Canada's newest 24-hour news channel, Sun News Network, has been yanked off the air by Bell TV in a dispute about fees.
Quebecor Inc. which owns the channel, sent a letter to BCE Inc. on April 18, demanding the channel be removed from Bell’s satellite TV service if an agreement was not reached by May 3. Bell did just that at 10 a.m. on Tuesday. Now, Quebecor plans to file a complaint with the federal broadcast regulator, charging that BCE is discriminating against channels that it does not own.
Like most specialty networks, Sun News must negotiate with cable and satellite providers to determine the subscriber fee they will pay to carry the channel. Those negotiations have so far been successful with Western cable giant Shaw Communications Inc. and with the cable service Quebecor owns, Vidéotron Ltée. But Bell has so far not paid the subscriber fee that Sun News was requesting, said Luc Lavoie, senior adviser to Quebecor chief executive officer Pierre-Karl Péladeau.
“They’re saying that the conditions we’re asking for are not fair and not reasonable,” Mr. Lavoie said in an interview Tuesday. “We’re not asking [as much as]CTV News Channel is getting; we’re not asking what Business News Network is getting. We’re not asking what CP24 is getting. And oh, what a coincidence, those three are owned by Bell.”
On Wednesday, Quebecor will file a complaint to the Canadian Radio-Television and Telecommunications Commission, stating that Bell is violating rules about “undue preference,” since it carries the news networks that it owns but will not pay comparable fees for Sun News.
Quebecor received a slap on the wrist in January under the same rules: It was keeping some content from the TVA broadcaster that it owns to air on Vidéotron’s video-on-demand service, without offering the same content to other cable and satellite VOD services. Bell complained, and the CRTC ruled the behaviour was “undue preference.” Now, Mr. Lavoie said, “they are treating their own [channels]in a different way.”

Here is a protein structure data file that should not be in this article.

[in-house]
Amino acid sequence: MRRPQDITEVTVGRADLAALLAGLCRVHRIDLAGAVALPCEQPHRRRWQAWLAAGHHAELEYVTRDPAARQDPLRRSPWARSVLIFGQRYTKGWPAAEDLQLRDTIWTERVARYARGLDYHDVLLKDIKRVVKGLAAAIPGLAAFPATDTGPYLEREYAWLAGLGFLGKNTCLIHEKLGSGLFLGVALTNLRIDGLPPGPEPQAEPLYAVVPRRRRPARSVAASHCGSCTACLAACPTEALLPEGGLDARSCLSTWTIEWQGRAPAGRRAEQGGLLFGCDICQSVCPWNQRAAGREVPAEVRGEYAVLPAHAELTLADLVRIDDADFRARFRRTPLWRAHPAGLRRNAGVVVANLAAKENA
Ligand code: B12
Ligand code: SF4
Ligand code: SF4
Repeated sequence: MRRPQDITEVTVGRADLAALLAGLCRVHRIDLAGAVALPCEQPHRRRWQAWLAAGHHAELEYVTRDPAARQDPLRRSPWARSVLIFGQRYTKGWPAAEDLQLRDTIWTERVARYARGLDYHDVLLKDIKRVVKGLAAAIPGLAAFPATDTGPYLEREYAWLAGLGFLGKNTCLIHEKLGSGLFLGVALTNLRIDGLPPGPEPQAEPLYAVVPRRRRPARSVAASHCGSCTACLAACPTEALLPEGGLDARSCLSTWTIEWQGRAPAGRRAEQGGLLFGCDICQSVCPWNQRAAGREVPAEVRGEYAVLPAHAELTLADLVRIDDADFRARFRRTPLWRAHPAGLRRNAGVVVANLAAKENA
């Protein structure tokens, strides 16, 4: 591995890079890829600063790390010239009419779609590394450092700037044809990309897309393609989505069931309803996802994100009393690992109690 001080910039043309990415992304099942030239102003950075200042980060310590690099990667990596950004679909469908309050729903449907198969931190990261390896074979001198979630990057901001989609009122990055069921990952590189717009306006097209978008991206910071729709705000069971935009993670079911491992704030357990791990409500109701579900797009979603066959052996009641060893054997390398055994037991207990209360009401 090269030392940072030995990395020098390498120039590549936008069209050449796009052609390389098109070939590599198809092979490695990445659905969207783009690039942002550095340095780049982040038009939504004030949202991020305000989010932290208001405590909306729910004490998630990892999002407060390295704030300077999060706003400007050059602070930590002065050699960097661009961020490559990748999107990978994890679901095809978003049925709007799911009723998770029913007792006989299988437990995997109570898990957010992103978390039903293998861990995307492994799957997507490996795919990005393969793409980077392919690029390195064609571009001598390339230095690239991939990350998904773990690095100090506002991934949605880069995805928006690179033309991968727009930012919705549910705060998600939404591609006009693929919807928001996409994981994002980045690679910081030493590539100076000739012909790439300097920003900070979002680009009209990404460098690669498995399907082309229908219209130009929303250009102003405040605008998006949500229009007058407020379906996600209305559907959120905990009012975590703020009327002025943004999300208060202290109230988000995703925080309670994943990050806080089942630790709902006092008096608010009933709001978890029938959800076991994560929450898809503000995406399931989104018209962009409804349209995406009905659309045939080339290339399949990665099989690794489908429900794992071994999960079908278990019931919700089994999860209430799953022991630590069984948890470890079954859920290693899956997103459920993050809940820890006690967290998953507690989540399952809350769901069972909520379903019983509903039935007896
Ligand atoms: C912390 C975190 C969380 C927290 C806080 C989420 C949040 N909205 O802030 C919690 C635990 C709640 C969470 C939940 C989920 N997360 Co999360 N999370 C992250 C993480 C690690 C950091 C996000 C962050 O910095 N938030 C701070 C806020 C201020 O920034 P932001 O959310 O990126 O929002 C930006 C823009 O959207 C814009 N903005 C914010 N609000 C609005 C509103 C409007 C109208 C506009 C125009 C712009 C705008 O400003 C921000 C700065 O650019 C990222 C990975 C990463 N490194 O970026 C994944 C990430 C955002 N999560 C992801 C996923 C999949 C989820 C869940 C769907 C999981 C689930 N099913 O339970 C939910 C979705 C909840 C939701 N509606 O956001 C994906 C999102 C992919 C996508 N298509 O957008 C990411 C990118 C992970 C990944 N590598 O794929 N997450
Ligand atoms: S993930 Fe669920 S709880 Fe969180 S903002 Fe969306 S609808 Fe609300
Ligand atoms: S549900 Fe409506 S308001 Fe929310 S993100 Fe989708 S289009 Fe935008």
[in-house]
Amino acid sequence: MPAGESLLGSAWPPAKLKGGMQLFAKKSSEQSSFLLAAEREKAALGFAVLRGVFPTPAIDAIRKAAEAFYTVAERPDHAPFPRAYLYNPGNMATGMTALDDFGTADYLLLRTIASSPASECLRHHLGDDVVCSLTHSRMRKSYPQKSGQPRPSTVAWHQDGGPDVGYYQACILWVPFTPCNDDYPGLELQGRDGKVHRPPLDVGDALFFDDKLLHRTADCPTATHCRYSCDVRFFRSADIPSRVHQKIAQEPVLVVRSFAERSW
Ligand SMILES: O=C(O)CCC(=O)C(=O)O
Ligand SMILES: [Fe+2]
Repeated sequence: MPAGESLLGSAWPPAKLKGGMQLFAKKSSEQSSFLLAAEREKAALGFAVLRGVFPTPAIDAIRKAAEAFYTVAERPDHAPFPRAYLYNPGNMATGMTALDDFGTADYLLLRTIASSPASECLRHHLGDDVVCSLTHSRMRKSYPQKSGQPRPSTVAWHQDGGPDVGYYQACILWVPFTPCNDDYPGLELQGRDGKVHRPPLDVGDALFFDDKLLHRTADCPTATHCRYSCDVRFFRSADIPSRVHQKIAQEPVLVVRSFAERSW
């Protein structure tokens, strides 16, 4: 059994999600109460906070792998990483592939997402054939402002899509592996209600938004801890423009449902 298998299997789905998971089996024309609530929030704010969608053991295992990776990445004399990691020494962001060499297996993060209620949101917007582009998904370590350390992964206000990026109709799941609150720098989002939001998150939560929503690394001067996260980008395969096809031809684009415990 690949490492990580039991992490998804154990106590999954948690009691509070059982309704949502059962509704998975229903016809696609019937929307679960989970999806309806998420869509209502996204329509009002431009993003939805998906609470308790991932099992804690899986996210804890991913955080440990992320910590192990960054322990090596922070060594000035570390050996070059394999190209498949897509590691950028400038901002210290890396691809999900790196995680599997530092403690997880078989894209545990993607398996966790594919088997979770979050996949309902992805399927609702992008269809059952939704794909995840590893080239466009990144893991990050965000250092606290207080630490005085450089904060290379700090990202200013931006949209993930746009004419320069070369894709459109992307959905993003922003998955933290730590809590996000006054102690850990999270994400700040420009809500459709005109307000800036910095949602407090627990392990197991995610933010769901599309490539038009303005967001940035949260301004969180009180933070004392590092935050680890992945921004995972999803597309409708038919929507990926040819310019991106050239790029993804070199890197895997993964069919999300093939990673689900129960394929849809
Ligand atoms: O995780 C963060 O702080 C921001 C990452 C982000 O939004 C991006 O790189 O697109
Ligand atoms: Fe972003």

Negotiations for the channel are ongoing with Rogers Communications Inc. and Telus Corp., among others, but Quebecor has not asked that the channel be pulled from those services.
“We had hoped to come to a commercial agreement based on the fact that Sun News is a new and relatively untested channel on the market. But the price being asked is quite excessive – it’s in line with what would usually be quoted for a well-established and popular channel,” said Bell spokesman Mark Langton. He added that long before BCE acquired CTVglobemedia’s TV assets last summer, it carried CTV News Channel and other specialty stations under similar terms as other TV providers.
According to regulatory documents, CTV News Channel received fees on average of slightly more than 14 cents per subscriber per month from cable and satellite providers in 2009.
Quebecor’s news network has had an unconventional launch: Sun News is transmitted on the signal previously used for the company’s money-losing broadcast network, Sun TV. By putting Sun News on the Sun TV airwaves, Quebecor secured it a prime spot low on the TV dial. To do this it took the unusual step of broadcasting a specialty channel on airwaves those cable and satellite carriers usually pick up for free.
The other advantage of broadcasting on Sun TV’s signal is that the over-the-air station has must-carry status for cable providers, so viewers can get a taste of Sun News while negotiations continue. However, satellite services are not required to carry the channel.
“We’ve indicated our willingness to negotiate, made a realistic counter-proposal and asked them to respond. We haven’t heard back,” said BEll’s Mr. Langton.
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